What role does social media have in the telling of the Exodus from Egypt? We asked Daniel Berkal, inventor of the Tweder, to tell us a bit more about that.
What led you to start the Tweder?
The initial thought behind the Tweder was that it was a way for people from all over the world to have access to a proper seder. But there was more to it… While noticing a bored relative sending text messages under the table during a seder several years back, it became obvious that the printed page seder is no longer as relevant to today’s audience as it could be. This is a time when the entire family comes together to take part in a ritual dinner that maintains the traditional structure while also being open to dramatic interpretation. No two seders are exactly the same and it changes over time. It’s part of the beauty of the holiday. It’s also an inclusive holiday… one in which everyone is supposed to take part. What better way to get involved than through Twitter? Read more...
In rounding up tales of Passover traditions, we thought it would be interesting to ask someone for whom Passover is relatively new (and probably strange). We asked Benjamin Errett, Managing Editor at the National Post and author of Jew and Improved, to tell us about his seder experiences. And since his decision to convert was based on his wife Sarah, it is only fitting that she helped him with the interview. Below is Ben Errett’s interview, as illustrated (and added to–see the ending) by his wife, Sarah Lazarovic.
Sarah Lazarovic’s illustrations are featured throughout her husband Benjamin Errett’s Jew and Improved: How Choosing to be Chosen Made Me A Better Man. The HarperCollins Canada book is now out in paperback and available here.
Where are ya gonna stash that afikomen?
This Passover, you should make this incredible Afikomen envelope! This felt envelope from Kveller.com is a great option for an afikomen-hiding apparatus to make with your kids.
- Felt for the envelope as well as to decorate it
- A pencil
- A ruler
- Sharp scissors
- Sponge or paint brush
- Trim or ribbon
- Hot glue gun
- A button, snap closure, or hook and eye closure (optional)
1. Cut out a square or rectangular envelope shape (or copy the one provided on Kveller.com)
2. Write, paint or stencil the word “afikomen” in English or Hebrew onto the flap closure of the envelope. Check out Kveller’s detailed instructions on getting your letters and shapes just so. Read more...
We wanted to speak to some famous Jews about Passover. Writer and Bad Mother Ayelet Waldman reluctantly agreed.
So, in our pre-interview discussion, you warned me that you hate Passover. Why is that?
Because I am Jewish and thus do constant battle with my bowels. The LAST thing I need is to spend 8 days ingesting cement. Plus that dinner is too damn long.
What does your family do for Passover?
We clean the Chametz out of the house, we drive ourselves insane eating nothing but cardboard ground up and reconstituted to resemble bread, cookies, cake etc., and we have a seder at which we beat one another about the head and shoulders with scallions.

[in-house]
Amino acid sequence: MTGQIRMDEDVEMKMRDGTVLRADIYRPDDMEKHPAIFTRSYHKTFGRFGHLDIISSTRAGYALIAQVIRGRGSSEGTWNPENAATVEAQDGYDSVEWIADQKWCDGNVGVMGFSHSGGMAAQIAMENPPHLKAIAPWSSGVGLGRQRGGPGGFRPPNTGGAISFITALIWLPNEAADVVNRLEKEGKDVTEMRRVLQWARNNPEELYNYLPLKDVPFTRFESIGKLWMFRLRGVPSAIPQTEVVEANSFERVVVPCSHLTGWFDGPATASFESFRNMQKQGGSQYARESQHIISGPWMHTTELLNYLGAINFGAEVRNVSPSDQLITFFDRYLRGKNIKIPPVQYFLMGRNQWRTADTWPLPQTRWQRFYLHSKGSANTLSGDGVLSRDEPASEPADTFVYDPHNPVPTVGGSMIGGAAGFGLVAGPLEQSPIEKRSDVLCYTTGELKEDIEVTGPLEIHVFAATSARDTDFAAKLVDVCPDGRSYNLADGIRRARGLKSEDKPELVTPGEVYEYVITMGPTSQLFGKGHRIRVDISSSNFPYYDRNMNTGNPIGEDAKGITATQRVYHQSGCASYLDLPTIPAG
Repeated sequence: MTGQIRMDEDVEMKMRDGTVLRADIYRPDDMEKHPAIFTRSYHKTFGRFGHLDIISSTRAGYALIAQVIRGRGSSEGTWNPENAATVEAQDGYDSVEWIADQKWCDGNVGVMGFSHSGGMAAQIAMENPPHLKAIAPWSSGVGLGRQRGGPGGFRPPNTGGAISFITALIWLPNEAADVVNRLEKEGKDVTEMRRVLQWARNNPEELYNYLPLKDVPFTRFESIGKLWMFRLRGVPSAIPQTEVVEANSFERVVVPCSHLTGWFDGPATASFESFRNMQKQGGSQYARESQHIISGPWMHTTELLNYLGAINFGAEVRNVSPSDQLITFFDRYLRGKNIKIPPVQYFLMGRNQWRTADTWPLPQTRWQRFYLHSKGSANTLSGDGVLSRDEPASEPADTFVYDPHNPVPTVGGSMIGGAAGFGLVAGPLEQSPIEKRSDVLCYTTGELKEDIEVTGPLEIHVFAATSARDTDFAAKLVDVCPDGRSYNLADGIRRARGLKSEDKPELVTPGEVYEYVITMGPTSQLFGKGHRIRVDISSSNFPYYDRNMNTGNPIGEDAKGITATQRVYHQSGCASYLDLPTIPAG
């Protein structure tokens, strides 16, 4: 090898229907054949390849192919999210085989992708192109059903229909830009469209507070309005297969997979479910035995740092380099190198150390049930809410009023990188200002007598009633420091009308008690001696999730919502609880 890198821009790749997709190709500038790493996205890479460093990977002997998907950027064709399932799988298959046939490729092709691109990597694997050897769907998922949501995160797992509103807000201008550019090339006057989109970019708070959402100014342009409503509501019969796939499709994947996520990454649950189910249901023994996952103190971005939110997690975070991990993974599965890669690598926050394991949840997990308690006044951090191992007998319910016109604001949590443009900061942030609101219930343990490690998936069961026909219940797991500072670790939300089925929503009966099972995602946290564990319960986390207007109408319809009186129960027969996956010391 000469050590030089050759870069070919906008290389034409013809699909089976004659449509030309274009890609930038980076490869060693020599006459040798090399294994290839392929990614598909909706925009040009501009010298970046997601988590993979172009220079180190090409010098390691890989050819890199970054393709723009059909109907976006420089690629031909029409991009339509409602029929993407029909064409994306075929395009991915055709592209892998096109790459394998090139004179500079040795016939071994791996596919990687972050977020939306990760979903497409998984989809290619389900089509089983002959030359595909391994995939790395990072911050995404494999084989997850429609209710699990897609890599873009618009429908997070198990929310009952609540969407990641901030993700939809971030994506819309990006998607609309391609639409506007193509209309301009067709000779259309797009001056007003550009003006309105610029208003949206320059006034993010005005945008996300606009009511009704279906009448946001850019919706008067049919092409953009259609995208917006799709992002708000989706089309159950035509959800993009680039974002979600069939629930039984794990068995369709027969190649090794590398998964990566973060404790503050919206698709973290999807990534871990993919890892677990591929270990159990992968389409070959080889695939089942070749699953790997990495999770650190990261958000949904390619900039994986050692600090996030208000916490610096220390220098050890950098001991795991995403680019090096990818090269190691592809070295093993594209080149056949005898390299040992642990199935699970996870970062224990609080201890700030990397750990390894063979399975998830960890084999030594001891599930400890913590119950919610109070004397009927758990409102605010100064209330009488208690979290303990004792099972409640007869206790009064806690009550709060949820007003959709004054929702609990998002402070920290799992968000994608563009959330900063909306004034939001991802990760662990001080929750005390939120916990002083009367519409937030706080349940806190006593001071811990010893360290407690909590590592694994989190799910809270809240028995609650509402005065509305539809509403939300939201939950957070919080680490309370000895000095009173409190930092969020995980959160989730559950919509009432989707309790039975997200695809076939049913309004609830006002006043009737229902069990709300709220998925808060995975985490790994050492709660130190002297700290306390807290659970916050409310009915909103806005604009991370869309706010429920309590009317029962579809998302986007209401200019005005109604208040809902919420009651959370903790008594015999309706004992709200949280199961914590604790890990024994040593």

What are some parts of Passover that you sort of like/are able to stand? Read more...
We spoke to some famous Jews about their Passover traditions and alternatives, and who better to start with than Alternadad himself, Neal Pollack.
What are some alternative traditions (or twists on the original) that your family does for the seder? Or rather, how have you updated the seder to make it something hip and relevant rather than an ancient bore?
The current seder crowd in my family is largely under the age of 10, so I make it a point to keep things moving quickly. We hit the high points: The Hillel sandwich, the Exodus story, the Four Questions, and so on, but I don’t hit anything over the head very hard. Read more...
Some ideas for making plagues fun!
What do you do when you’re Yahweh and the Egyptian Pharaoh won’t let the Israelite slaves go? Obviously, you send out a plague or 10 to show Pharaoh you mean business. How then do we teach the young ones about what went down between Moses and the Israelites and Pharaoh? Turning the water of the Nile into blood doesn’t exactly scream fun and games… and yet here are seven fun and silly plague-themed gifts:
1. Bag ‘O Plagues – all your favourite plagues in a handy carrying bag
2. Bento Box O’ Plagues – same as above, but in a box
3. Plague Pyramid – same as above, but – wait for it – in a pyramid!
4. Passover Plague Masks – Dress as your favourite plague! Boils, anyone?
5. Plush Plagues – Who doesn’t love cute and cuddly lice?! Read more...
One of our favourite Passover rituals
Bunch parents of the Jewish persuasion cite the search for hametz by candlelight, and it’s subsequent burning in a bonfire of starchy glory, as a thrilling childhood memory. Therefore, please note that the correct date for performing this Passover ritual with your bunch is TONIGHT.
Apparatus: Ten pieces of bread or other hametz (carbs), a candle or flashlight, a bag, a feather.
Hide the ten pieces of hametz in sneaky places around your house. Wait until dark.
Turn off the lights, light the candle or flashlight. Search your home for the pieces of hametz, when you find one, sweep it into the bag with the feather.
When all ten pieces have been discovered, burn the hametz.
Happy Passover from Bunch!
Photo by Brian Negin via Flickr